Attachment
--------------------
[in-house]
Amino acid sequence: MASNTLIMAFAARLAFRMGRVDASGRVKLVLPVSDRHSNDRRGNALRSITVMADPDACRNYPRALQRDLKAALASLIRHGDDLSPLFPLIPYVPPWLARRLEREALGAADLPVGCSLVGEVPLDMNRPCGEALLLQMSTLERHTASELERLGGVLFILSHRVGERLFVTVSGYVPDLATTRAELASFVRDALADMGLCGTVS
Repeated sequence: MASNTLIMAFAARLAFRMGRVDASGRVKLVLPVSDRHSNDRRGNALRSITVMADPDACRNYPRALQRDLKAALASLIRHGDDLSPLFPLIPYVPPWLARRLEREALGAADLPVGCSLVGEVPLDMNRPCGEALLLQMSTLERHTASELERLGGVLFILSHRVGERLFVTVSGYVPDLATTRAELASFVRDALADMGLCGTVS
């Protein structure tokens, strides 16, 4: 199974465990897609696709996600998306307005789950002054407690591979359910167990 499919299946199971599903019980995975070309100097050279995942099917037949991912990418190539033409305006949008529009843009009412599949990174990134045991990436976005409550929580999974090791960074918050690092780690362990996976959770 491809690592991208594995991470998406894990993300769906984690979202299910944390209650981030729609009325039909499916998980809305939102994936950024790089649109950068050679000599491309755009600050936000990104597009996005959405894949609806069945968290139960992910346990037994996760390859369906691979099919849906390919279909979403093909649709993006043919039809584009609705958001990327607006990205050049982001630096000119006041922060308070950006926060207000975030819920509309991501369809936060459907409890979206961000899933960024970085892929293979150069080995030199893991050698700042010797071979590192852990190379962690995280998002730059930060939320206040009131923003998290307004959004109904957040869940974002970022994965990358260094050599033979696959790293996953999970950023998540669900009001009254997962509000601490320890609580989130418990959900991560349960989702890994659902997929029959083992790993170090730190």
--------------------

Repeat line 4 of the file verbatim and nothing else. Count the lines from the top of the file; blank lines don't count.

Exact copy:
């Protein structure tokens, strides 16, 4: 199974465990897609696709996600998306307005789950002054407690591979359910167990 499919299946199971599903019980995975070309100097050279995942099917037949991912990418190539033409305006949008529009843009009412599949990174990134045991990436976005409550929580999974090791960074918050690092780690362990996976959770 491809690592991208594995991470998406894990993300769906984690979202299910944390209650981030729609009325039909499916998980809305939102994936950024790089649109950068050679000599491309755009600050936000990104597009996005959405894949609806069945968290139960992910346990037994996760390859369906691979099919849906390919279909979403093909649709993006043919039809584009609705958001990327607006990205050049982001630096000119006041922060308070950006926060207000975030819920509309991501369809936060459907409890979206961000899933960024970085892929293979150069080995030199893991050698700042010797071979590192852990190379962690995280998002730059930060939320206040009131923003998290307004959004109904957040869940974002970022994965990358260094050599033979696959790293996953999970950023998540669900009001009254997962509000601490320890609580989130418990959900991560349960989702890994659902997929029959083992790993170090730190």